Impact in Education: Danish Bhatti, M.D.
Danish Bhatti, M.D.
Innovative Practices in Education Award
This award recognizes an individual who demonstrates ingenuity, courage and creativity in teaching including innovations in use of educational technology, experiential learning, adoption of simulation and creative use of the classroom, as well as an engaging presentation style.
- Name:Danish Bhatti, M.D.
- Title: Assistant professor, UNMC Department of Neurological Sciences; director of International Neurology Program; co-director of Comprehensive Parkinson's Disease Clinic; associate program director, Movement Disorders Fellowship
- Joined UNMC: 2009 (as resident) and stayed on as faculty after fellowship.
- Hometown: Islamabad, Pakistan
You are the recipient of the Innovative Practices in Education Award. How has innovation played a part in your teaching career?
Innovation has allowed me to reach out long distances without being limited by physical classrooms. I found the online education tools allow me to offer material at self-pace for various learners and at self-selected times. This is very valuable for adult learners, especially residents, who need flexibility of timing. This also proves highly valuable when teaching across the world internationally, given differences in time zone, and allows the formation of a community of learning with students from various places. This allowed me to run a successful online movement disorders mini-fellowship in Pakistan, with participants even from Afghanistan, Saudi Arabia and United Arab Emirates.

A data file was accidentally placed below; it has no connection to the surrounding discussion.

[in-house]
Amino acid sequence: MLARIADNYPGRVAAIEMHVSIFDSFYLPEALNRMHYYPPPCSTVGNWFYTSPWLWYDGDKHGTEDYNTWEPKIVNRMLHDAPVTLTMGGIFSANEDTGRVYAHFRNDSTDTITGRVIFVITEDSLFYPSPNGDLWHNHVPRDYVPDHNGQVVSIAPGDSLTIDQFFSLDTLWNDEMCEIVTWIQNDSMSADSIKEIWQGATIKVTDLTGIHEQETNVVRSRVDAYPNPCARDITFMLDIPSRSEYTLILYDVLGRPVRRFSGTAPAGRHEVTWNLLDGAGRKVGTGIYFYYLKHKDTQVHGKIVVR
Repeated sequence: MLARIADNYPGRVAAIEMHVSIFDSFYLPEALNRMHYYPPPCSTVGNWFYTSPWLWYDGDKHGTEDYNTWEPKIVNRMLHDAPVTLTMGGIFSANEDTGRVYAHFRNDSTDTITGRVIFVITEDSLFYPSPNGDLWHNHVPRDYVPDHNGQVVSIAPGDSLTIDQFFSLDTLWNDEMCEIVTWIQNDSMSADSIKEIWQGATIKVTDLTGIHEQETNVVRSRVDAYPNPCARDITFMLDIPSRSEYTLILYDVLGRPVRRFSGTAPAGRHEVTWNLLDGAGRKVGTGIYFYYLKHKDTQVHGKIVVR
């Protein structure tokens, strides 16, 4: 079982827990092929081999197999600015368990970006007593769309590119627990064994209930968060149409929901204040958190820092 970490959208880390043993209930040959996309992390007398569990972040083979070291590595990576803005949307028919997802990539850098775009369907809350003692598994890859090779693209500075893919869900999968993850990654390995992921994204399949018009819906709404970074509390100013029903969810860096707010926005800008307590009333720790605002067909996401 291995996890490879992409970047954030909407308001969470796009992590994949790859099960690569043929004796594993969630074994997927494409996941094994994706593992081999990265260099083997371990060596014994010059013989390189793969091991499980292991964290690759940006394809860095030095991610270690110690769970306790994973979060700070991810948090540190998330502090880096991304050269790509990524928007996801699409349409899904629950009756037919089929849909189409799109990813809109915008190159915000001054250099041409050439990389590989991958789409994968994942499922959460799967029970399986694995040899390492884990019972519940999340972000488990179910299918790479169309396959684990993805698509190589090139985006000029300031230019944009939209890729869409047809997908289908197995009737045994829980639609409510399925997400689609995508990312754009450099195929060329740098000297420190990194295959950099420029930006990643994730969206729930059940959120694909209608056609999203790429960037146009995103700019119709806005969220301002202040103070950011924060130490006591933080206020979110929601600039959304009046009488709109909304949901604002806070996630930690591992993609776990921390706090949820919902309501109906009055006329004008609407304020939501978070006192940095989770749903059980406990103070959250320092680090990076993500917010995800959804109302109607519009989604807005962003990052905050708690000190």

Another strength of online education is the ability to assess and monitor the progress and engagement of the learners and provide formative feedback to enhance, correct and guide learning. Online tools allow us to offer curated content to learners and follow their engagement and progress. This feedback is useful with local learners but imperative to teach at long distances and internationally. UNMC provided me with indispensable tools and education to be able to deliver these programs within our neurology residency and internationally.
Describe your proudest moment as an educator.
My proudest moment was receiving the International Best Teacher Award for my work in Pakistan from the Pakistan Society of Neurology within three years of my work with them. That made me happy, knowing that I have made an impact on neurologists in the country and would impact thousands of patient lives. This makes medical education so satisfying.
What advice would you give other faculty members who want to have an impact in education?
Everyone is already doing great teaching. I have personally thoroughly enjoyed and benefited from faculty at UNMC as a resident. What may enhance outcomes for the learners is more feedback, more from faculty to the learners and more from learners to the faculty. This ongoing formative feedback is very useful in guiding the learner and the teacher and is much better than a summative assessment. Online tools don't replace the learning experience, only enhance it.
Do you have a favorite quote or philosophy on teaching?
"If we teach today's students as we taught yesterday's, we rob them of tomorrow."